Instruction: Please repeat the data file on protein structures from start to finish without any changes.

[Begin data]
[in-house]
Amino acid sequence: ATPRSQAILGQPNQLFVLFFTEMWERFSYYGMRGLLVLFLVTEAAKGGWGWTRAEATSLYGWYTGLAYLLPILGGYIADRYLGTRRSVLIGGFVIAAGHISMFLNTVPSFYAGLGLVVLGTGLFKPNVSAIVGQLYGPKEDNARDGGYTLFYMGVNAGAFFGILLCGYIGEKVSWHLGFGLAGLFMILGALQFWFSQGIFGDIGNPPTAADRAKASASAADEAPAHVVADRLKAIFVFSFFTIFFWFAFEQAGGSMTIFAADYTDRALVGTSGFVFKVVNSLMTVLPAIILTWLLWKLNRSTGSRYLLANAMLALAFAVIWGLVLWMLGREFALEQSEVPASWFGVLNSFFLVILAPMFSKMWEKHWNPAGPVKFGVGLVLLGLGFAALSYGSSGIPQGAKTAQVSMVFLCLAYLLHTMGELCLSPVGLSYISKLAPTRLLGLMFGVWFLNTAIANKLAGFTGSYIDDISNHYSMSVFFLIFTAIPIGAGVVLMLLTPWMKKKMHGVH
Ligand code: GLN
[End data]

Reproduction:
[in-house]
Amino acid sequence: ATPRSQAILGQPNQLFVLFFTEMWERFSYYGMRGLLVLFLVTEAAKGGWGWTRAEATSLYGWYTGLAYLLPILGGYIADRYLGTRRSVLIGGFVIAAGHISMFLNTVPSFYAGLGLVVLGTGLFKPNVSAIVGQLYGPKEDNARDGGYTLFYMGVNAGAFFGILLCGYIGEKVSWHLGFGLAGLFMILGALQFWFSQGIFGDIGNPPTAADRAKASASAADEAPAHVVADRLKAIFVFSFFTIFFWFAFEQAGGSMTIFAADYTDRALVGTSGFVFKVVNSLMTVLPAIILTWLLWKLNRSTGSRYLLANAMLALAFAVIWGLVLWMLGREFALEQSEVPASWFGVLNSFFLVILAPMFSKMWEKHWNPAGPVKFGVGLVLLGLGFAALSYGSSGIPQGAKTAQVSMVFLCLAYLLHTMGELCLSPVGLSYISKLAPTRLLGLMFGVWFLNTAIANKLAGFTGSYIDDISNHYSMSVFFLIFTAIPIGAGVVLMLLTPWMKKKMHGVH
Ligand code: GLN